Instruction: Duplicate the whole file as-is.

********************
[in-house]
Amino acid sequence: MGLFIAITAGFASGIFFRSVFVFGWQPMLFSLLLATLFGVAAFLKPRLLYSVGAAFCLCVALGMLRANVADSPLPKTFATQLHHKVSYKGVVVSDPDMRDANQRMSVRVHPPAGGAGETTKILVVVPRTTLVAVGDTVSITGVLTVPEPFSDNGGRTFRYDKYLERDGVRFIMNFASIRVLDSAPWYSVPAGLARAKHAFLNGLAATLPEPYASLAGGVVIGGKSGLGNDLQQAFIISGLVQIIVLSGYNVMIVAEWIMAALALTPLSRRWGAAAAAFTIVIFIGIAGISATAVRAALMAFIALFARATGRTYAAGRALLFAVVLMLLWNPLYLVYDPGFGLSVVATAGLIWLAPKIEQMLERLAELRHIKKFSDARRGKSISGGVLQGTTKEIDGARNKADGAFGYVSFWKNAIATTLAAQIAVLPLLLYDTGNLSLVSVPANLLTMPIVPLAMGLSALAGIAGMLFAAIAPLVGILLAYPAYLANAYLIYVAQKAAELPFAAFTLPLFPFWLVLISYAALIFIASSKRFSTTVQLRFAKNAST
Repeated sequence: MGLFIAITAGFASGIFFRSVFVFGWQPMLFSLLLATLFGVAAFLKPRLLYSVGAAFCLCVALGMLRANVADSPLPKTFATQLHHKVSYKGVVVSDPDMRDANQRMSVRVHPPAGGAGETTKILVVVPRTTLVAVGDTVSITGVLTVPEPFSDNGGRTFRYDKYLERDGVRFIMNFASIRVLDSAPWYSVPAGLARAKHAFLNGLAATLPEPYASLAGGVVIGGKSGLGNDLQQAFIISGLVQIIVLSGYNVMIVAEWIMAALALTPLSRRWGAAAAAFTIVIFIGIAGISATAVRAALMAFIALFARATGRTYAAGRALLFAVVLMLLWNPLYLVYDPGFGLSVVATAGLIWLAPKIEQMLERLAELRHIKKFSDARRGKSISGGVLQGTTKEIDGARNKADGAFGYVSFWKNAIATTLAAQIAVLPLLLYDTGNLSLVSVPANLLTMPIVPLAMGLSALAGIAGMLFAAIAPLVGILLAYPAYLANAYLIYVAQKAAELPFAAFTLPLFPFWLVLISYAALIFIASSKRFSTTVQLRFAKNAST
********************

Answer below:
[in-house]
Amino acid sequence: MGLFIAITAGFASGIFFRSVFVFGWQPMLFSLLLATLFGVAAFLKPRLLYSVGAAFCLCVALGMLRANVADSPLPKTFATQLHHKVSYKGVVVSDPDMRDANQRMSVRVHPPAGGAGETTKILVVVPRTTLVAVGDTVSITGVLTVPEPFSDNGGRTFRYDKYLERDGVRFIMNFASIRVLDSAPWYSVPAGLARAKHAFLNGLAATLPEPYASLAGGVVIGGKSGLGNDLQQAFIISGLVQIIVLSGYNVMIVAEWIMAALALTPLSRRWGAAAAAFTIVIFIGIAGISATAVRAALMAFIALFARATGRTYAAGRALLFAVVLMLLWNPLYLVYDPGFGLSVVATAGLIWLAPKIEQMLERLAELRHIKKFSDARRGKSISGGVLQGTTKEIDGARNKADGAFGYVSFWKNAIATTLAAQIAVLPLLLYDTGNLSLVSVPANLLTMPIVPLAMGLSALAGIAGMLFAAIAPLVGILLAYPAYLANAYLIYVAQKAAELPFAAFTLPLFPFWLVLISYAALIFIASSKRFSTTVQLRFAKNAST
Repeated sequence: MGLFIAITAGFASGIFFRSVFVFGWQPMLFSLLLATLFGVAAFLKPRLLYSVGAAFCLCVALGMLRANVADSPLPKTFATQLHHKVSYKGVVVSDPDMRDANQRMSVRVHPPAGGAGETTKILVVVPRTTLVAVGDTVSITGVLTVPEPFSDNGGRTFRYDKYLERDGVRFIMNFASIRVLDSAPWYSVPAGLARAKHAFLNGLAATLPEPYASLAGGVVIGGKSGLGNDLQQAFIISGLVQIIVLSGYNVMIVAEWIMAALALTPLSRRWGAAAAAFTIVIFIGIAGISATAVRAALMAFIALFARATGRTYAAGRALLFAVVLMLLWNPLYLVYDPGFGLSVVATAGLIWLAPKIEQMLERLAELRHIKKFSDARRGKSISGGVLQGTTKEIDGARNKADGAFGYVSFWKNAIATTLAAQIAVLPLLLYDTGNLSLVSVPANLLTMPIVPLAMGLSALAGIAGMLFAAIAPLVGILLAYPAYLANAYLIYVAQKAAELPFAAFTLPLFPFWLVLISYAALIFIASSKRFSTTVQLRFAKNAST